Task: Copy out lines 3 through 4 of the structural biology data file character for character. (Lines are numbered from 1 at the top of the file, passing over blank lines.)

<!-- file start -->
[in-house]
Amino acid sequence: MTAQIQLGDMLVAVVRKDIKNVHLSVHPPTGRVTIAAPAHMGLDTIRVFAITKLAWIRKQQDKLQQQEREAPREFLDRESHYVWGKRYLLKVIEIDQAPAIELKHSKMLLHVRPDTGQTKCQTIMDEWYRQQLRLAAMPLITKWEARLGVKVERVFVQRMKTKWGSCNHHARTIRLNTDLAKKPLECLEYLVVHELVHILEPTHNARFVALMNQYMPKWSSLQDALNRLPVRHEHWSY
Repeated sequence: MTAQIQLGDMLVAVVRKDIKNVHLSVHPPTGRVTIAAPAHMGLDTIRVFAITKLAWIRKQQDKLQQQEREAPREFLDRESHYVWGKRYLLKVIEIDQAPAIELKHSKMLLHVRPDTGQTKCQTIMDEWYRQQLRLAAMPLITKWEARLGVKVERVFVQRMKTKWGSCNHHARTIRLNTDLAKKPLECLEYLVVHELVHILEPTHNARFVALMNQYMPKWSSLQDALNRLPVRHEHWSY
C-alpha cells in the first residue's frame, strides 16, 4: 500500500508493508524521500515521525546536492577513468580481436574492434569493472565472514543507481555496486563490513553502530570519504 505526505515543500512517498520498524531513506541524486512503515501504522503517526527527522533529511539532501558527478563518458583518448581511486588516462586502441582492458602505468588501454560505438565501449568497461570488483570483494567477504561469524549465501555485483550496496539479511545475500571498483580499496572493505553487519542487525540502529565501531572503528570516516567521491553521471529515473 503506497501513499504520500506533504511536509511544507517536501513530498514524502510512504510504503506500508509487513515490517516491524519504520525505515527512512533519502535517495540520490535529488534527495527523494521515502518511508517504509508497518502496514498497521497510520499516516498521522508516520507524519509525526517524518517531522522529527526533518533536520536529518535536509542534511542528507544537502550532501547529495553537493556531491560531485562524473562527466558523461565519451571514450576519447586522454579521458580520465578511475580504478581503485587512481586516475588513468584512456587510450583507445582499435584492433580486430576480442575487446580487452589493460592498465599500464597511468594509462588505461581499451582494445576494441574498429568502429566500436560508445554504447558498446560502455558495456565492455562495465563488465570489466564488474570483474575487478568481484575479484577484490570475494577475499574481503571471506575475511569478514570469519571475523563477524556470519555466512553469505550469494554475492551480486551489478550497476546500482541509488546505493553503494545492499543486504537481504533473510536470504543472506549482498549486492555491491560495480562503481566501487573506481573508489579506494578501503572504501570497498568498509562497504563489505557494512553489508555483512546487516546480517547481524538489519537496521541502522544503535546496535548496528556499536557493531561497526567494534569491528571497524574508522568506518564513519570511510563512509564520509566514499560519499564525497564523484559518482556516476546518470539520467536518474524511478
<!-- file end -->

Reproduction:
Repeated sequence: MTAQIQLGDMLVAVVRKDIKNVHLSVHPPTGRVTIAAPAHMGLDTIRVFAITKLAWIRKQQDKLQQQEREAPREFLDRESHYVWGKRYLLKVIEIDQAPAIELKHSKMLLHVRPDTGQTKCQTIMDEWYRQQLRLAAMPLITKWEARLGVKVERVFVQRMKTKWGSCNHHARTIRLNTDLAKKPLECLEYLVVHELVHILEPTHNARFVALMNQYMPKWSSLQDALNRLPVRHEHWSY
C-alpha cells in the first residue's frame, strides 16, 4: 500500500508493508524521500515521525546536492577513468580481436574492434569493472565472514543507481555496486563490513553502530570519504 505526505515543500512517498520498524531513506541524486512503515501504522503517526527527522533529511539532501558527478563518458583518448581511486588516462586502441582492458602505468588501454560505438565501449568497461570488483570483494567477504561469524549465501555485483550496496539479511545475500571498483580499496572493505553487519542487525540502529565501531572503528570516516567521491553521471529515473 503506497501513499504520500506533504511536509511544507517536501513530498514524502510512504510504503506500508509487513515490517516491524519504520525505515527512512533519502535517495540520490535529488534527495527523494521515502518511508517504509508497518502496514498497521497510520499516516498521522508516520507524519509525526517524518517531522522529527526533518533536520536529518535536509542534511542528507544537502550532501547529495553537493556531491560531485562524473562527466558523461565519451571514450576519447586522454579521458580520465578511475580504478581503485587512481586516475588513468584512456587510450583507445582499435584492433580486430576480442575487446580487452589493460592498465599500464597511468594509462588505461581499451582494445576494441574498429568502429566500436560508445554504447558498446560502455558495456565492455562495465563488465570489466564488474570483474575487478568481484575479484577484490570475494577475499574481503571471506575475511569478514570469519571475523563477524556470519555466512553469505550469494554475492551480486551489478550497476546500482541509488546505493553503494545492499543486504537481504533473510536470504543472506549482498549486492555491491560495480562503481566501487573506481573508489579506494578501503572504501570497498568498509562497504563489505557494512553489508555483512546487516546480517547481524538489519537496521541502522544503535546496535548496528556499536557493531561497526567494534569491528571497524574508522568506518564513519570511510563512509564520509566514499560519499564525497564523484559518482556516476546518470539520467536518474524511478